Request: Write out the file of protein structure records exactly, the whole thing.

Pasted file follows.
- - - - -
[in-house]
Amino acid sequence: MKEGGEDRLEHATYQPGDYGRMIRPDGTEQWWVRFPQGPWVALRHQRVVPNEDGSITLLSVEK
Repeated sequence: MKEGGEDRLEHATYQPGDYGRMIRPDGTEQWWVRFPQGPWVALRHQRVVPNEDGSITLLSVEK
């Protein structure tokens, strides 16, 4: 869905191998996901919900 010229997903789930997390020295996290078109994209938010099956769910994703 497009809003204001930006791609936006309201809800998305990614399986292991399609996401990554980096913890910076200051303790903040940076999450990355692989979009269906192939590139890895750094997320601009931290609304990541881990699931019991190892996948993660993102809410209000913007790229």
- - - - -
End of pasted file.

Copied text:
[in-house]
Amino acid sequence: MKEGGEDRLEHATYQPGDYGRMIRPDGTEQWWVRFPQGPWVALRHQRVVPNEDGSITLLSVEK
Repeated sequence: MKEGGEDRLEHATYQPGDYGRMIRPDGTEQWWVRFPQGPWVALRHQRVVPNEDGSITLLSVEK
């Protein structure tokens, strides 16, 4: 869905191998996901919900 010229997903789930997390020295996290078109994209938010099956769910994703 497009809003204001930006791609936006309201809800998305990614399986292991399609996401990554980096913890910076200051303790903040940076999450990355692989979009269906192939590139890895750094997320601009931290609304990541881990699931019991190892996948993660993102809410209000913007790229």